New London budget advances with some debate

New London — The City Council on Monday night passed a second reading of the budget without any changes, despite an hourlong discussion about the roles the council and city administration should play in budget management.

The council and Finance Director Jeff Smith discussed how much latitude the city administration and department heads should have when it comes to moving money between line items in department budgets.

One example given was the $500,000 set aside in the current budget to pay for six months of salary for six new police officers. The money was not used to hire new officers but rather to pay overtime to current officers who worked extra hours to make up for the lower staffing level.

"If we allocate money to be used for a specific position, then that's what the money needs to be used for," Councilor Anthony Nolan said. "We need to control what the monies are used for and when it's used because obviously it continues to be spent."

Councilor Michael Passero, who ultimately approved the budget's second reading, said he would need to know that the council will have control over the city's purse strings before he supports a third and final reading of the budget.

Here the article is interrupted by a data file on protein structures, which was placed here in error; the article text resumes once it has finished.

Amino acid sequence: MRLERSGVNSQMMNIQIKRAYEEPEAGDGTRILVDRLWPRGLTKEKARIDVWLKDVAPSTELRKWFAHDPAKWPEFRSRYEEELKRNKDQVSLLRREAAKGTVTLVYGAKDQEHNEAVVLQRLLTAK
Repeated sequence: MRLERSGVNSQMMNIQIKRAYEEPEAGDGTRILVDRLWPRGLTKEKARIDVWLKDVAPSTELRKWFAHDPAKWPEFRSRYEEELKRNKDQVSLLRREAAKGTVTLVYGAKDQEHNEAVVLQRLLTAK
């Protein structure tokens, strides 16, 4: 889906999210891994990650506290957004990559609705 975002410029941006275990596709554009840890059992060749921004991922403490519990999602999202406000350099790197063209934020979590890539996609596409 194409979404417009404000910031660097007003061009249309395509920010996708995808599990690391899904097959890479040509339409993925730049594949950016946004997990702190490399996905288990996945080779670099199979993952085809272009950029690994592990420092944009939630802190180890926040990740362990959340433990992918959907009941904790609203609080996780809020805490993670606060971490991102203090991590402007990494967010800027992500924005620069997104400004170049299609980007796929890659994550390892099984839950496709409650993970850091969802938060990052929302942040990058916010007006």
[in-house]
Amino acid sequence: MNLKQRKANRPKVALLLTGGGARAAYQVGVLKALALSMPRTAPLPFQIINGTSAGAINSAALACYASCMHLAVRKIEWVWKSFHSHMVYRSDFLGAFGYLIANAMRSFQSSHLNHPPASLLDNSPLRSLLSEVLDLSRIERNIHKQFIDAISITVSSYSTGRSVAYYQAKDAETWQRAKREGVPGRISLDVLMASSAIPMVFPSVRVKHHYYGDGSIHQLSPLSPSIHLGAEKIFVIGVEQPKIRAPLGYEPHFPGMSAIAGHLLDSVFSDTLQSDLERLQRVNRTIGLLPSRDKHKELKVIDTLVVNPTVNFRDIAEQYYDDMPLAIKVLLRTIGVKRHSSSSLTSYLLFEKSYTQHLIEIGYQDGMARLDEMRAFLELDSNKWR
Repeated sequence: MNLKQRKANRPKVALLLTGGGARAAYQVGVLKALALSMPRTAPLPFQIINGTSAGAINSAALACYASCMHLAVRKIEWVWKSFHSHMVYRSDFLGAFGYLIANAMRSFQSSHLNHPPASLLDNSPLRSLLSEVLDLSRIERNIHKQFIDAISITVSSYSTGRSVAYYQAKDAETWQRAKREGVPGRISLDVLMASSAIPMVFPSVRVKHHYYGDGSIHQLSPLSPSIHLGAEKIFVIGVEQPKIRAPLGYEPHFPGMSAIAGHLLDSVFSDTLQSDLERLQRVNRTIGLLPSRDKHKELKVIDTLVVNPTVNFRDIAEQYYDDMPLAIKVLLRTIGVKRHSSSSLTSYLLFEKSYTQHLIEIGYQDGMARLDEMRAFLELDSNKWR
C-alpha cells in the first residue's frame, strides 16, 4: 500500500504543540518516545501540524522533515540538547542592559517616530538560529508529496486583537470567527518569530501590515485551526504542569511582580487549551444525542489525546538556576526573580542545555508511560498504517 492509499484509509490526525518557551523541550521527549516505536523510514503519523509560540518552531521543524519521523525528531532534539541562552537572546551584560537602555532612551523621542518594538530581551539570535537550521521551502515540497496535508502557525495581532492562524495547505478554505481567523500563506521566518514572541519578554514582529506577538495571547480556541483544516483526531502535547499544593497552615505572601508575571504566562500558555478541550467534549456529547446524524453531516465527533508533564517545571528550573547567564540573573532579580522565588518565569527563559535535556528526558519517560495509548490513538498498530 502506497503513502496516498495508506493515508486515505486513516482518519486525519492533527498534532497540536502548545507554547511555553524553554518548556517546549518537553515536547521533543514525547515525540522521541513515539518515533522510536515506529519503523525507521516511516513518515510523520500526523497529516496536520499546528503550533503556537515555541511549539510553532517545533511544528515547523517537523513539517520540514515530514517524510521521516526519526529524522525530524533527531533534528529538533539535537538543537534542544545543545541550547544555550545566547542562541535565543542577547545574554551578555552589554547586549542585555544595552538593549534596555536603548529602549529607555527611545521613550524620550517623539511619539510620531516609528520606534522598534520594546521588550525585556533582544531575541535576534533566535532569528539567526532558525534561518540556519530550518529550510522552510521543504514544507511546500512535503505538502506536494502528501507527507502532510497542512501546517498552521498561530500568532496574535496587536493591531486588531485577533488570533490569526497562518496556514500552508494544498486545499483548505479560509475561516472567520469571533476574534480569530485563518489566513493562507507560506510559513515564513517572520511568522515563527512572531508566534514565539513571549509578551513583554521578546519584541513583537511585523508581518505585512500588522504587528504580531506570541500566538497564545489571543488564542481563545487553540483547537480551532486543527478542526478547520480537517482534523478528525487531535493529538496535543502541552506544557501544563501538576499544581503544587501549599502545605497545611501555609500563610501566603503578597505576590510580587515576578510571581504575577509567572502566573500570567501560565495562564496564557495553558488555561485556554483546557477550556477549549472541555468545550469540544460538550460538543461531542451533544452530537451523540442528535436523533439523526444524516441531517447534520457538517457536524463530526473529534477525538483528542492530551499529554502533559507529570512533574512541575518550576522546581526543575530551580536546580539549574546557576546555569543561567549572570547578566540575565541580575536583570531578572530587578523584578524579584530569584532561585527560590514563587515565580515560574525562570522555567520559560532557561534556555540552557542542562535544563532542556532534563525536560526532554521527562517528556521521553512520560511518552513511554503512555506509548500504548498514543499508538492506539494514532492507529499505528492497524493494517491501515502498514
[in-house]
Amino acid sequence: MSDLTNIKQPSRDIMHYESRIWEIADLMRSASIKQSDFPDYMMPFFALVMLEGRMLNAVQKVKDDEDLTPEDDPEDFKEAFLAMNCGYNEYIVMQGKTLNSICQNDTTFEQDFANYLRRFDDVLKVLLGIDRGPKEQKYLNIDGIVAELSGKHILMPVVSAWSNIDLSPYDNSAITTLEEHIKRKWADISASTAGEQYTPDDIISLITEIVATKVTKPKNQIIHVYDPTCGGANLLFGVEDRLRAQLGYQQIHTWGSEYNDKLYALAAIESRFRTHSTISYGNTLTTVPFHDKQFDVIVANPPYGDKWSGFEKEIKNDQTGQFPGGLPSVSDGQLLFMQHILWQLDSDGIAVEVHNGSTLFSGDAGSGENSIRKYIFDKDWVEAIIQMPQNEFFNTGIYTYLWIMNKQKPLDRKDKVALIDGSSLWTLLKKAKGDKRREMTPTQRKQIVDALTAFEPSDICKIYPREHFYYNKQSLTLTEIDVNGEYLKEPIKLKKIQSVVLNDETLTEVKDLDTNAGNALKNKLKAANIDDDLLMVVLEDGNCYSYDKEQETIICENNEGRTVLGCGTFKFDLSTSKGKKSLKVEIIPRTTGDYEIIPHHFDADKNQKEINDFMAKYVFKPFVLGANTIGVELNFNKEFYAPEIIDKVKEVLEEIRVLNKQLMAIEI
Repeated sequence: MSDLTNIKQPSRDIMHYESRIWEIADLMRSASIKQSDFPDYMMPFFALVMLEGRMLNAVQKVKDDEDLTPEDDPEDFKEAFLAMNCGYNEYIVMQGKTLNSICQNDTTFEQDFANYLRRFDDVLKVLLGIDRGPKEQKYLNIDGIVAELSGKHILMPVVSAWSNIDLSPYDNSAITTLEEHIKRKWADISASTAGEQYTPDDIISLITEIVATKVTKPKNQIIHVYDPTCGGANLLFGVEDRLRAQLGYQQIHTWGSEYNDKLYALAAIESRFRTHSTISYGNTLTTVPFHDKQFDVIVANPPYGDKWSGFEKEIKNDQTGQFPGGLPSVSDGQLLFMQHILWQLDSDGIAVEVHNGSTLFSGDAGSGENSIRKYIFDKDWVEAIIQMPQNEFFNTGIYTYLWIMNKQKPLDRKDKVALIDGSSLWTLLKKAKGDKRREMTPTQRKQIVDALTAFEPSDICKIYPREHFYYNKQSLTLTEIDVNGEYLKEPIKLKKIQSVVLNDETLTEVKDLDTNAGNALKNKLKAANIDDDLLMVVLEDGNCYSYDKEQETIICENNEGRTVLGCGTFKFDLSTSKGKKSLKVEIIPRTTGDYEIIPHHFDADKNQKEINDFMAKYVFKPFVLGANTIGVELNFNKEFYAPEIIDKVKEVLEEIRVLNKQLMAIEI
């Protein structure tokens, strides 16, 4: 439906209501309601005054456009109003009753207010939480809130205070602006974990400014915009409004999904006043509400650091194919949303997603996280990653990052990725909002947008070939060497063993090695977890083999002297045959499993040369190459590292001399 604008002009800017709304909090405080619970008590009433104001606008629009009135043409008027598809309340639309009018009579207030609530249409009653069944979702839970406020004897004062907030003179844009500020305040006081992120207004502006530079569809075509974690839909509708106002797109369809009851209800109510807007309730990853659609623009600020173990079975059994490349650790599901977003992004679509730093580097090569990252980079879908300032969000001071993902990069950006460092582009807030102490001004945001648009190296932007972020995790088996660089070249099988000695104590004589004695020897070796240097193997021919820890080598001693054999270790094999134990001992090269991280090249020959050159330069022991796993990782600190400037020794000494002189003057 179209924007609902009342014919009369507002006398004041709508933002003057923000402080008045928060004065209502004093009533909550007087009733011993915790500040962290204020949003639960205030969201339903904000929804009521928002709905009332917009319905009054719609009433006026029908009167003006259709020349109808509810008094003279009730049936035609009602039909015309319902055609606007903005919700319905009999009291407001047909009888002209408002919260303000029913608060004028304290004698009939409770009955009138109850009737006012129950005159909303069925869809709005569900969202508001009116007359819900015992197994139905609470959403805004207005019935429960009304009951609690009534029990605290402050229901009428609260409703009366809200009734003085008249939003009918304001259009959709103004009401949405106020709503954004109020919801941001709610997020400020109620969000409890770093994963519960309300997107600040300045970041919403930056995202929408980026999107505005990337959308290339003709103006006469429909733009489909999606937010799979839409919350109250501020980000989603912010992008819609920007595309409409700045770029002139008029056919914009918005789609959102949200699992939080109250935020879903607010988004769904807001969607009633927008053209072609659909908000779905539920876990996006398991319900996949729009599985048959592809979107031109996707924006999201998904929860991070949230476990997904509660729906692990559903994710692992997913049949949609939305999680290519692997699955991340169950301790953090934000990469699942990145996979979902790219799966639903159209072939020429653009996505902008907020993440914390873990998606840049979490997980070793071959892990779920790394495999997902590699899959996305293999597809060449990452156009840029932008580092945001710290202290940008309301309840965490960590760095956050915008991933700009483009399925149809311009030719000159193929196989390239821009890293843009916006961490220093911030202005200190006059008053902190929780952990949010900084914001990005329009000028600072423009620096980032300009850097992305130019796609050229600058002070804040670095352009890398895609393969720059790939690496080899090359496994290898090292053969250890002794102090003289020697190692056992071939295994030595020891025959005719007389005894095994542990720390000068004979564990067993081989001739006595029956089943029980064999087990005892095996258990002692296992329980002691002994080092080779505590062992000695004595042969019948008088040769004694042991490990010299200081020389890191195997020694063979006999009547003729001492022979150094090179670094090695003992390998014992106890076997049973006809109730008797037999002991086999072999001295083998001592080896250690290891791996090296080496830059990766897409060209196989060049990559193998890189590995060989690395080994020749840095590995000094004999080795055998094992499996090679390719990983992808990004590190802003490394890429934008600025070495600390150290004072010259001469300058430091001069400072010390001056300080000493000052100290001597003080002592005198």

"I would like to have some assurance in this budget that the way we're laying this money out and the line items we're laying it out in, especially when it comes to personnel, I want some assurance that that is where the money is going to be spent," Passero said. "If it's not spent for the purpose we put it in there to be spent for, it should not be spent."

The debate at times shifted into a philosophical discussion about the functions of the City Council and the administration under the new strong mayor form of government.

The council is "supposed to be setting the policy, that is our job collectively," Councilor Martin T. Olsen said. "And it is the administration's job to adhere to that. We're at a little bit of loggerheads here."

The proposed 2014-15 budget of $85,285,812 in expenditures represents a roughly 5 percent increase over the current budget and would necessitate a tax rate increase of 10.5 mills, raising the city's tax rate to 38 mills.

The budget includes $44 million for general government spending and $41.3 million for education. The education budget was passed unanimously without any discussion as part of the council's consent agenda.

But the general government portion of the budget, which includes a 10 percent increase in city spending, sparked the debate, which became heated at some points.

Ultimately, the second reading passed 5-1 with Olsen, who said he would have "a difficult time" supporting a budget with a 10 percent spending increase, dissenting. Councilor Erica Richardson was absent from Monday's meeting.

The council must pass a third and final reading of the budget by May 30. Council President Wade A. Hyslop said Monday a meeting would be scheduled for next Tuesday, Wednesday or Thursday.

c.young@theday.com

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